Ocean agrees. I won’t go into details, because I really want to keep these posts to discussions specific.
And this would be a case where your way of formalising the execution of a query breaks. I’ve been in this situation many times and this is actually where I’m coming from.
I’m not claiming that you’re doing anything wrong, you have a way of thinking, which allows you to explain the result set for this teaser, and the output contains all the bindings we’d consider as the minimum set to return.
Now when you apply the same thinking to teaser 4, it does not deliver the output that your implementation is already delivering, so your way of thinking is not suitable for generalisation to disjunction and conjunction, regardless of the number of data items in the input.
It is OK to think in terms of different ‘cases’ as long as we’re sure that our set of cases is exhaustive, but the way of thinking I suggested could deliver the minimum required results in both cases. Except, we’d then have to define case specific ‘trimmings’, to make things easier for consumer of result set, so there is still a trade off.
The important point is, if we identify and define cases in an exhaustive manner, we can guarantee all implementations would return the same results in all uses of logical operators with CONTAINS. These teasers are serving that purpose
Thanks a lot for your time and responses, this is very valuable.
I could probably argue a case that as a potential query creator, that if I ask for 3 objects in the SELECT, I should get 3 objects back … BUT!! … I would be very happy if the implementers got t together and said, no this is dumb, and you can’t have it. At least I know the rules and can adapt my ideas accordingly.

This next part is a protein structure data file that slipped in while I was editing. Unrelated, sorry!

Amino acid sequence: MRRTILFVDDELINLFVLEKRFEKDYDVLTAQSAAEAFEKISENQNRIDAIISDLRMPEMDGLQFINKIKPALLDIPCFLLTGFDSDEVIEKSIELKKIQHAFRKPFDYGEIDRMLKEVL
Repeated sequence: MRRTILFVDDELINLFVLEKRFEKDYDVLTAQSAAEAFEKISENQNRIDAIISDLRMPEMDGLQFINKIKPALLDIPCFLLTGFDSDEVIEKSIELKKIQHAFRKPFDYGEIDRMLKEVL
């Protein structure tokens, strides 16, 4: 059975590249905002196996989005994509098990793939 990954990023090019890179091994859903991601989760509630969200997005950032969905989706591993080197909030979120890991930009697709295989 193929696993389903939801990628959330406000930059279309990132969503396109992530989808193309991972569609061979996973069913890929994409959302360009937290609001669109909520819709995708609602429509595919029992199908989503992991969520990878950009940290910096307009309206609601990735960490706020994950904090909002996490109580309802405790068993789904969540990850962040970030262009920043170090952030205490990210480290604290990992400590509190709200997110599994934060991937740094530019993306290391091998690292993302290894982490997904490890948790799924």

You hit the hammer on the head. As I said before, I’m very happy to make things easier for you, as long as we do it in a safe way, in the same way across all vendors. Sometimes it won’t be possible (to make it easy for you) but that’s a balance every query lang has to set.
As an application developer, I would sometimes like to hit more than one fly with one slap (and would not like to select the entire composition and extract things from it when the EHR server can already do it for me).
I will point out that giving application developer so much freedom can sometimes lead to errors though; the following example from the fluid balance module of one of our end-user applications only works because the cartesian product problem is irrelevant if all templates limit cardinality of all those observations to at most 1: